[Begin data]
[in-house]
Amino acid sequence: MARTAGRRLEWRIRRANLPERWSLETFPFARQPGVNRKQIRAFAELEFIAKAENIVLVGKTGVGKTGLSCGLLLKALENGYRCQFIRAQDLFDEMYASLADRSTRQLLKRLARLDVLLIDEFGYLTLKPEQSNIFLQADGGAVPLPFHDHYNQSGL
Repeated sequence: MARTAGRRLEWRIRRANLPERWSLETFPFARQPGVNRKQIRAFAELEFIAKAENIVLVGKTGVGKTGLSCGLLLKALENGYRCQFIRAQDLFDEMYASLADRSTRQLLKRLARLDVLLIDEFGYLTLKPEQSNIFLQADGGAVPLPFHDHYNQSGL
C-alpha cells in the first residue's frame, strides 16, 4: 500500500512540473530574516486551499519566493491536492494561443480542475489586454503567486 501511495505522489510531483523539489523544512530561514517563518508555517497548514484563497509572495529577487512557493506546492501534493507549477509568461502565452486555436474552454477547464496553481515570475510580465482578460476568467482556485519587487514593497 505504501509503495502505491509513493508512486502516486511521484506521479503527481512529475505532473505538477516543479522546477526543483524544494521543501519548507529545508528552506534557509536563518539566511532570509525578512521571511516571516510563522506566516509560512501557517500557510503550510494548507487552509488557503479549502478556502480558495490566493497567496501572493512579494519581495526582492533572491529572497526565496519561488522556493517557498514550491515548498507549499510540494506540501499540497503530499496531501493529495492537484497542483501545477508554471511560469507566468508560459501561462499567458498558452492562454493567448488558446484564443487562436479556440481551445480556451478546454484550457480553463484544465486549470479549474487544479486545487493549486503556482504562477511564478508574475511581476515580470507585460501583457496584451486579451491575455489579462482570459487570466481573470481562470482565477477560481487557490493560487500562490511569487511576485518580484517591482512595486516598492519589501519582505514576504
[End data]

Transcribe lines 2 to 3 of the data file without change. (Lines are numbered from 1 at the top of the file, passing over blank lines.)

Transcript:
Amino acid sequence: MARTAGRRLEWRIRRANLPERWSLETFPFARQPGVNRKQIRAFAELEFIAKAENIVLVGKTGVGKTGLSCGLLLKALENGYRCQFIRAQDLFDEMYASLADRSTRQLLKRLARLDVLLIDEFGYLTLKPEQSNIFLQADGGAVPLPFHDHYNQSGL
Repeated sequence: MARTAGRRLEWRIRRANLPERWSLETFPFARQPGVNRKQIRAFAELEFIAKAENIVLVGKTGVGKTGLSCGLLLKALENGYRCQFIRAQDLFDEMYASLADRSTRQLLKRLARLDVLLIDEFGYLTLKPEQSNIFLQADGGAVPLPFHDHYNQSGL